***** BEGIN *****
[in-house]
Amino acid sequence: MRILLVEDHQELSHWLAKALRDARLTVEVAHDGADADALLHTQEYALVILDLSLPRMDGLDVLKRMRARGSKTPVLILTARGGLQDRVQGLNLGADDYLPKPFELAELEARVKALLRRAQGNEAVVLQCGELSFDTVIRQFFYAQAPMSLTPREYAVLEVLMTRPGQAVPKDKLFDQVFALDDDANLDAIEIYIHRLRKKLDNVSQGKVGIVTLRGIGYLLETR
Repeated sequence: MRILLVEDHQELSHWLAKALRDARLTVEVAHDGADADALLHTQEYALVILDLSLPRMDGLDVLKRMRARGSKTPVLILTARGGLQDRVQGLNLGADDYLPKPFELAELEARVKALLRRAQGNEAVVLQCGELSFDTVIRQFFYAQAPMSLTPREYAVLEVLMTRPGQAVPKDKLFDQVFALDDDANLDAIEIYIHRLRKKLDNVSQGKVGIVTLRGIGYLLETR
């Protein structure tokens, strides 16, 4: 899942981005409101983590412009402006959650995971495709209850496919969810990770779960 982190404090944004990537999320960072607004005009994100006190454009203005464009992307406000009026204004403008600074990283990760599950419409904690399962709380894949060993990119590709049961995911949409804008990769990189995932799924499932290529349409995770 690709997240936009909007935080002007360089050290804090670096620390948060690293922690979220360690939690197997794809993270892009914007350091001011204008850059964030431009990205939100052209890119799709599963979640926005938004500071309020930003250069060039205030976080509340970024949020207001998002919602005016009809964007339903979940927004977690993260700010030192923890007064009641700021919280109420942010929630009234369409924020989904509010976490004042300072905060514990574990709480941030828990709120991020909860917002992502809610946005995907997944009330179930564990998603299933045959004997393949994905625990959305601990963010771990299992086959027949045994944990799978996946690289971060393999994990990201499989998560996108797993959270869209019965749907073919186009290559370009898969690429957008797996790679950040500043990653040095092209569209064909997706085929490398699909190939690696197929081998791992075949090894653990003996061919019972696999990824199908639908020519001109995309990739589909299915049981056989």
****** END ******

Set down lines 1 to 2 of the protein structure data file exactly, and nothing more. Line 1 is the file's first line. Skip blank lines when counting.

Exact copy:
[in-house]
Amino acid sequence: MRILLVEDHQELSHWLAKALRDARLTVEVAHDGADADALLHTQEYALVILDLSLPRMDGLDVLKRMRARGSKTPVLILTARGGLQDRVQGLNLGADDYLPKPFELAELEARVKALLRRAQGNEAVVLQCGELSFDTVIRQFFYAQAPMSLTPREYAVLEVLMTRPGQAVPKDKLFDQVFALDDDANLDAIEIYIHRLRKKLDNVSQGKVGIVTLRGIGYLLETR